Anyways, rather than panic (as poetically perfect as that might be), we carried on, and eventually wound up with what we consider the score of the century. We are happy to introduce…Stephen Hopkins! Rather than more words, I thought I’d let music do the rest of the introductions, so here’s your first glimpse of Stephen, playing some brand new tunes from our upcoming Small Town Bruises EP.

There’s more to come about all that, but that’s pretty much the gist of it.  If you compared snapshots of me from 4 years ago and right now, you’d find me sitting at the same desk, still booking gigs and still doing all manner of banal minutiae that I still find strangely satisfying, for better or worse.

That’s all from here, for now.  We’re always curious to hear what you think.  It’s hard to know if we’re really saying what we think we are…

-M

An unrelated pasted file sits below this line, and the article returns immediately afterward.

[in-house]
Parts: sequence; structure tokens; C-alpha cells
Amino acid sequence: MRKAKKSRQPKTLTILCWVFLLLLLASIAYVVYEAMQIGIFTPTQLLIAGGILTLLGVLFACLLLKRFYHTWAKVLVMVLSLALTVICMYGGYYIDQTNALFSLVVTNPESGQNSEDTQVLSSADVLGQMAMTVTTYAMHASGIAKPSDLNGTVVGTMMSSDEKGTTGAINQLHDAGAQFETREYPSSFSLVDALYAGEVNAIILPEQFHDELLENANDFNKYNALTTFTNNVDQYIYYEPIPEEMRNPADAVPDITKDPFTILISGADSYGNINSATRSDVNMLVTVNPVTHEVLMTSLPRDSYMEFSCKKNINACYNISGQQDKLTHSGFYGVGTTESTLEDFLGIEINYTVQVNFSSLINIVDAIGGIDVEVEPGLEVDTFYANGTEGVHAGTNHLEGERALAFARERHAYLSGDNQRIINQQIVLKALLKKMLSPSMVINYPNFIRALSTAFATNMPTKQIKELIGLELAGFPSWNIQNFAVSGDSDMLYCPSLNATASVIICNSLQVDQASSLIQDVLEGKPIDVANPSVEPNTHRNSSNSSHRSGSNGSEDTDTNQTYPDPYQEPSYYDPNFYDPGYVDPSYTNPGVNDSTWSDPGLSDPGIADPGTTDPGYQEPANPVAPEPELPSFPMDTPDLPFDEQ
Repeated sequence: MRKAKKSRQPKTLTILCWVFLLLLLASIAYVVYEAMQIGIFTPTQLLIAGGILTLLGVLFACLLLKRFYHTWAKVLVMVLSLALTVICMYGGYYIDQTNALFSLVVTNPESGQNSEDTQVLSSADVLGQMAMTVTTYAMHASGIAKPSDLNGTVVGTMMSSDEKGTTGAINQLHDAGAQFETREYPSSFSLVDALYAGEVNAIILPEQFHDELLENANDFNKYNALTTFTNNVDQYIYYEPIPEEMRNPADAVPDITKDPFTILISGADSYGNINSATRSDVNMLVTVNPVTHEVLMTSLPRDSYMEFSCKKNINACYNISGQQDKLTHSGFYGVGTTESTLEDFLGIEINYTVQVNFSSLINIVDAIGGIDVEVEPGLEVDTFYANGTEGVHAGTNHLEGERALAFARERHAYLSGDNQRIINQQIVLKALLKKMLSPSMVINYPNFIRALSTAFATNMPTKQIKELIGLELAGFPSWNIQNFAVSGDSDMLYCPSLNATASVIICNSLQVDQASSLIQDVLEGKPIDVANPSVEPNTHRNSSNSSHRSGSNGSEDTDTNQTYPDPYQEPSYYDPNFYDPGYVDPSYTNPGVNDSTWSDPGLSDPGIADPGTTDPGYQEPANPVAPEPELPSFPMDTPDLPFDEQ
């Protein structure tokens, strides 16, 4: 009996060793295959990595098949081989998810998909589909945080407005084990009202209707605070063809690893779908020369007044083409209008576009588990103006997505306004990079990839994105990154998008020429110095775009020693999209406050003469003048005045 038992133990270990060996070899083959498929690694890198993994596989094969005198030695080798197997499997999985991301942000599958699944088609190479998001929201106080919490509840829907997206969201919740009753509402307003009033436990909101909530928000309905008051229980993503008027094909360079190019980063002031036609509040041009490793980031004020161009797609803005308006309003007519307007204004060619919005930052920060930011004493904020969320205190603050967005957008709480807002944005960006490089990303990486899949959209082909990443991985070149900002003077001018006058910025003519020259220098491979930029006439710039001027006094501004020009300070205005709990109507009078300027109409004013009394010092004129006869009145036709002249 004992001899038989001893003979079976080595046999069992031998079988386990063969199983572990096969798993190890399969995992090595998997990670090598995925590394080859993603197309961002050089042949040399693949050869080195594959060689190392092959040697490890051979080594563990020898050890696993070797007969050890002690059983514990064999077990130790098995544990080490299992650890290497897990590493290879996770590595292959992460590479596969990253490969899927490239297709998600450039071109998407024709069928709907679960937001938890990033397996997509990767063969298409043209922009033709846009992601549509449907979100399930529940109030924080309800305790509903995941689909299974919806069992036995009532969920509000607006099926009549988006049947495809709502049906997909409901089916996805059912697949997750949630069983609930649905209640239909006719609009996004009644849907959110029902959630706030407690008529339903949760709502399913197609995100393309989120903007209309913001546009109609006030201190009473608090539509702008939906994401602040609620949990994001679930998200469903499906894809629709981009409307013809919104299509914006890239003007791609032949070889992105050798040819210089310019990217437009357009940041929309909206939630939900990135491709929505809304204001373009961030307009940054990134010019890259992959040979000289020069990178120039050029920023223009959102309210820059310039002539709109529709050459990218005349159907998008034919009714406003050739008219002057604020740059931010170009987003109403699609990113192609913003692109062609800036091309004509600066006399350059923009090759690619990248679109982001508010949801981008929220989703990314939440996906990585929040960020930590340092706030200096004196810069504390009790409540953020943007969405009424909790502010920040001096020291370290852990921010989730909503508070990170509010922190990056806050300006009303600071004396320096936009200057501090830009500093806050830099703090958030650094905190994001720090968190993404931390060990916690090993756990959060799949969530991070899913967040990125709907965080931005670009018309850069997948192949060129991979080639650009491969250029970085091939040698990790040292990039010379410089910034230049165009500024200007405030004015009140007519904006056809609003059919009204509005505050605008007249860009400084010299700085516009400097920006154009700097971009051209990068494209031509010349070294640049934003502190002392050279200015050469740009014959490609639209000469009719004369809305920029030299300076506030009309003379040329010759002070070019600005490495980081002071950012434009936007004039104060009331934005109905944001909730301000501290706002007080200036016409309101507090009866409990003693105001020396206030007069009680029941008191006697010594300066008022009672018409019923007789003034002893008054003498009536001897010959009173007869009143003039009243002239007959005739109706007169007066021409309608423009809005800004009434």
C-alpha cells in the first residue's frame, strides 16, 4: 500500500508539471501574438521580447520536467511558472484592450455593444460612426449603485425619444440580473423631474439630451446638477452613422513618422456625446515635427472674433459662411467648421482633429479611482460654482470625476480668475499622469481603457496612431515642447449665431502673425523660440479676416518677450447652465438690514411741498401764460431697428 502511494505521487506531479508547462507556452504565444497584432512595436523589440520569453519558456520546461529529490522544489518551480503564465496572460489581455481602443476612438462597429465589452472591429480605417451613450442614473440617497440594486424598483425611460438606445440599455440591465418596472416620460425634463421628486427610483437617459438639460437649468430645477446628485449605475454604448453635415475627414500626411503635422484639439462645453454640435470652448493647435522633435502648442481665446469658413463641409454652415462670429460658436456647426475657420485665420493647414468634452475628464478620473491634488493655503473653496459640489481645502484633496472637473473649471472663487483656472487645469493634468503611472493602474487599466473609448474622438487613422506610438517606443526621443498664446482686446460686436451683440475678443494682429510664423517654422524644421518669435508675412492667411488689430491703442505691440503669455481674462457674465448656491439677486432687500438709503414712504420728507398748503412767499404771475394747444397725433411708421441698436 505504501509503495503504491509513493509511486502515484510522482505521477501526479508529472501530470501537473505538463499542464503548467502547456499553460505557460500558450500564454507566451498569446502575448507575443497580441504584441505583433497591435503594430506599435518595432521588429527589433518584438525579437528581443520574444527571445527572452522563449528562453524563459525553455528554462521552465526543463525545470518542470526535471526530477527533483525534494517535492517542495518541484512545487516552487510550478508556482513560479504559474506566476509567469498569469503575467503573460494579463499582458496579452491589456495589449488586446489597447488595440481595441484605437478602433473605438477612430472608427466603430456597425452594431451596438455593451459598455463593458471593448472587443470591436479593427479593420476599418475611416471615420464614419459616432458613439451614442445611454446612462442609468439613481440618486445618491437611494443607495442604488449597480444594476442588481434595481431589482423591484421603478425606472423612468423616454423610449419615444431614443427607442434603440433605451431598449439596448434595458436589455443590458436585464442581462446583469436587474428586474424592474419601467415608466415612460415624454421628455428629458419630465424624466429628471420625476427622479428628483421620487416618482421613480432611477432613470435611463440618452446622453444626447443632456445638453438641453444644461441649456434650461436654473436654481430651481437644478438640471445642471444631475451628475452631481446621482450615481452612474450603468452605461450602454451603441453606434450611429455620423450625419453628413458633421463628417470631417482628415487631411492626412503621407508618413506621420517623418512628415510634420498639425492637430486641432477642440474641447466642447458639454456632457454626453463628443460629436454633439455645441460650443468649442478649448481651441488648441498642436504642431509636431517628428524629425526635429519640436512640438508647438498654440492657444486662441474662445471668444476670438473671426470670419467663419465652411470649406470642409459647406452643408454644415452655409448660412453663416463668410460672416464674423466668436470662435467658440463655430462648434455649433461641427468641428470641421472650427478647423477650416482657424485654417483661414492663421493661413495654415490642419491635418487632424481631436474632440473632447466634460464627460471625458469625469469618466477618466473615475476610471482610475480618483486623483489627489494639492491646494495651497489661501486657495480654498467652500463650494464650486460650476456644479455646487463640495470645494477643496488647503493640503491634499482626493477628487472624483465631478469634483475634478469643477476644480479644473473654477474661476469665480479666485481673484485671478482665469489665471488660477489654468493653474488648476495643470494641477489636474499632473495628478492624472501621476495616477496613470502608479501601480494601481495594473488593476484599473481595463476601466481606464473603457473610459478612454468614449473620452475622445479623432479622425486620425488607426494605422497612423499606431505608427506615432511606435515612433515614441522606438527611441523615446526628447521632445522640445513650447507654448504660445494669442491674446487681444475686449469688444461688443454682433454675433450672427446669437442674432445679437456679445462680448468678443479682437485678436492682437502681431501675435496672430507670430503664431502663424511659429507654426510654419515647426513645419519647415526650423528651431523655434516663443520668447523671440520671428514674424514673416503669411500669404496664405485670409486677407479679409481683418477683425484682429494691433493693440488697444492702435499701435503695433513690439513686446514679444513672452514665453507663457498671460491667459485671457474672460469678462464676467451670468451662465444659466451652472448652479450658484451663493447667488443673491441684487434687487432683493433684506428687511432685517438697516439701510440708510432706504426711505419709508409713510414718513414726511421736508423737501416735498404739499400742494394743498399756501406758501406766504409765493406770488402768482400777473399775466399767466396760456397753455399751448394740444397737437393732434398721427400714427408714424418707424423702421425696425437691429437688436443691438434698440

ps–I received an email early this morning from a dear friend in Brooklyn, informing me that James Bentley had passed away.  If that name fails to ring a bell, James was the producer/engineer of “Did You Pay Cash For That Panic Attack?”, which we recorded at his studio, The Fort, in Brooklyn while we were on tour in the US. My friend didn’t pass along any details, as he didn’t know any, but I was saddened by the news and wanted to mention it, for whatever good it does.  As a requiem, we thought you might give it a spin, (really loud, of course) and remember that it’s all happening faster than we think.